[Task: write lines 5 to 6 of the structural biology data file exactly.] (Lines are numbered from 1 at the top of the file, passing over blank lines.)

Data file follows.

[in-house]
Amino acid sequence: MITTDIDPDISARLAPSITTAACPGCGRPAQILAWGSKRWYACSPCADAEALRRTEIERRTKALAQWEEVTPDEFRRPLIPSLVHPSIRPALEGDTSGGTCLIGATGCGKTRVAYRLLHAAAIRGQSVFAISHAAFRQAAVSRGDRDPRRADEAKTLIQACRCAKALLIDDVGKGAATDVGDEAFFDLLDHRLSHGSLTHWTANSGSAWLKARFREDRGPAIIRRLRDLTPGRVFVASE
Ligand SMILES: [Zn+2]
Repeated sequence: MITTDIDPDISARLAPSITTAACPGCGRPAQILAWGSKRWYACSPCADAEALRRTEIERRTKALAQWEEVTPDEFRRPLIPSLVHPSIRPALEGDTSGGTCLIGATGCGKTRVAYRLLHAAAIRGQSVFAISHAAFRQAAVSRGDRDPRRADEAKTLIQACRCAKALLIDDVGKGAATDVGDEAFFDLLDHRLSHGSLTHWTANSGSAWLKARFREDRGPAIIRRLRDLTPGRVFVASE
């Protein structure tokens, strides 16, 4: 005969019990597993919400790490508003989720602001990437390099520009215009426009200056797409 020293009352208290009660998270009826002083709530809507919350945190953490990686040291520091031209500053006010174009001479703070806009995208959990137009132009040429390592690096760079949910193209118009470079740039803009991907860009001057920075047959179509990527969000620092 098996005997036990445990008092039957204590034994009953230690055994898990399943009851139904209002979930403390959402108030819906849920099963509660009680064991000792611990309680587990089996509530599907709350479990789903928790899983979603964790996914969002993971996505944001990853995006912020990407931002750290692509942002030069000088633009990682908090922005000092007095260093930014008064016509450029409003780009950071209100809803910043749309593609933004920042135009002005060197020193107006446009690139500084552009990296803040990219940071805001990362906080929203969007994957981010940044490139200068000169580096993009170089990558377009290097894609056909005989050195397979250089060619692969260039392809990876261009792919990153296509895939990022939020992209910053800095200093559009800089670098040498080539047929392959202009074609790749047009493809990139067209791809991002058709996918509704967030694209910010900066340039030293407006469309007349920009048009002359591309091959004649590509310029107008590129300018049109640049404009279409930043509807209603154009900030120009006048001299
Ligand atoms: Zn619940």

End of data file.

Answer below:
């Protein structure tokens, strides 16, 4: 005969019990597993919400790490508003989720602001990437390099520009215009426009200056797409 020293009352208290009660998270009826002083709530809507919350945190953490990686040291520091031209500053006010174009001479703070806009995208959990137009132009040429390592690096760079949910193209118009470079740039803009991907860009001057920075047959179509990527969000620092 098996005997036990445990008092039957204590034994009953230690055994898990399943009851139904209002979930403390959402108030819906849920099963509660009680064991000792611990309680587990089996509530599907709350479990789903928790899983979603964790996914969002993971996505944001990853995006912020990407931002750290692509942002030069000088633009990682908090922005000092007095260093930014008064016509450029409003780009950071209100809803910043749309593609933004920042135009002005060197020193107006446009690139500084552009990296803040990219940071805001990362906080929203969007994957981010940044490139200068000169580096993009170089990558377009290097894609056909005989050195397979250089060619692969260039392809990876261009792919990153296509895939990022939020992209910053800095200093559009800089670098040498080539047929392959202009074609790749047009493809990139067209791809991002058709996918509704967030694209910010900066340039030293407006469309007349920009048009002359591309091959004649590509310029107008590129300018049109640049404009279409930043509807209603154009900030120009006048001299
Ligand atoms: Zn619940």